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Does anyone happen to have at hand a short, elegant proof that demonstrates that there do (or do not) exist one or more algebraically representable prime number generating functions?

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What do you mean by "algebraically representable"? –  Qiaochu Yuan Jun 1 '12 at 3:30
    
A reasonable version might be: there is a nonconstant bivariate polynomial $P(z,w)$ such that for some sequence $p_n$ of distinct primes, $P(n,p_n) = 0$. –  Robert Israel Jun 1 '12 at 19:04
    
I guess that wasn't precise. By 'algebraically representable' I meant: en.wikipedia.org/wiki/Algebraic_function –  enthdegree Jun 3 '12 at 0:24

2 Answers 2

up vote 2 down vote accepted

Try http://en.wikipedia.org/wiki/Prime_generating_function

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$$\pi(x)=\sum_{n\le x}\left|\operatorname{sgn}\prod_{k=2}^n\prod_{l=2}^n(n-kl)\right|$$ is a representation that can be linked fairly directly to the definition of primes. –  anon Jun 1 '12 at 1:54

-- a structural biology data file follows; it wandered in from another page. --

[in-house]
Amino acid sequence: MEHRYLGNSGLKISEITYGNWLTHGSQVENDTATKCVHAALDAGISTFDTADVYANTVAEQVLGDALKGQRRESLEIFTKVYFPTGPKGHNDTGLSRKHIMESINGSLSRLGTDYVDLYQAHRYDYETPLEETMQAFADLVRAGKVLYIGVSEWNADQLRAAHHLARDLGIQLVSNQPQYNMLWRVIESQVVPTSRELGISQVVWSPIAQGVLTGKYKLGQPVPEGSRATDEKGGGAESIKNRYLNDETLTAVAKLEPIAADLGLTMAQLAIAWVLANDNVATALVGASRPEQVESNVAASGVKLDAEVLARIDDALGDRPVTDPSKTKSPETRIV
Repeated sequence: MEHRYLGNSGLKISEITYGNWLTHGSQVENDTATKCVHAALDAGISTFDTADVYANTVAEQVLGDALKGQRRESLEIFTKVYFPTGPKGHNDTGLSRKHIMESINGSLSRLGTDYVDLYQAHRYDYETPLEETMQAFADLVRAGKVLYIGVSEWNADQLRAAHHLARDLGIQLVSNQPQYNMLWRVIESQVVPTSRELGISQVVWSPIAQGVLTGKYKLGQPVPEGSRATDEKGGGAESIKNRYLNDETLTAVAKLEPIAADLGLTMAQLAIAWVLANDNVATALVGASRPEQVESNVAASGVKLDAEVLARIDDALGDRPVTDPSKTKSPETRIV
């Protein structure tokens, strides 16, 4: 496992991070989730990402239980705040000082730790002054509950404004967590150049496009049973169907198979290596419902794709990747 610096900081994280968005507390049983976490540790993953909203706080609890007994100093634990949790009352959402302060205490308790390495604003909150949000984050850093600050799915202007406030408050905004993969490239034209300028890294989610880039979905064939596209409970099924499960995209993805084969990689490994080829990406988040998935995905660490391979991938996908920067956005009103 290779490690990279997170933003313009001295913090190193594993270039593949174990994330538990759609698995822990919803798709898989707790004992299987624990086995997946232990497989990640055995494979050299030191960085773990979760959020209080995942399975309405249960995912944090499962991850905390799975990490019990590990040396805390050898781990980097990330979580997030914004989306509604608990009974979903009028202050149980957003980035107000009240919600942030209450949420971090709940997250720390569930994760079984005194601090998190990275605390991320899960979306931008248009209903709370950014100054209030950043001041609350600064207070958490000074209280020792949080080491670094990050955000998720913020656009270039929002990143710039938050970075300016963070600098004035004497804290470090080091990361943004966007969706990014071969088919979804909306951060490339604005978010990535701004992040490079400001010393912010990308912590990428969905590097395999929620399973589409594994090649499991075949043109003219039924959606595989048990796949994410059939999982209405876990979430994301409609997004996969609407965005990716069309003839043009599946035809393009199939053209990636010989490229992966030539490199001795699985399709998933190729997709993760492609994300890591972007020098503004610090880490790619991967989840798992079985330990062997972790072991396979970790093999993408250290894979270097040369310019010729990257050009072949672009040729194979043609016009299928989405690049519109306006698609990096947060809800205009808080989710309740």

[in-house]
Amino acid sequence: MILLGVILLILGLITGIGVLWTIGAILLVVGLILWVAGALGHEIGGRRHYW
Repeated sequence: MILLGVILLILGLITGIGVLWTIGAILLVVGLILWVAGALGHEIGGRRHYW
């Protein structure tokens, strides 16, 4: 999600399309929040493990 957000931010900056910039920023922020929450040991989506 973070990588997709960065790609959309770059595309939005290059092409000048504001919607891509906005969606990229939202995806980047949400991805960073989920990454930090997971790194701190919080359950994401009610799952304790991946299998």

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@anon I'm not sure that can be called "algebraic." –  Thomas Andrews Jun 1 '12 at 2:12

You clarified that you meant, "Is there an algebraic function which generates the primes", that is, "Is there a fixed expression using only addition, subtraction, multiplication, division, and (fixed) root extraction which generates the primes?" The answer is no, because algebraic expressions cannot have the required growth rate, lacking anything that grows logarithmically, while $p_n\sim n\log n.$

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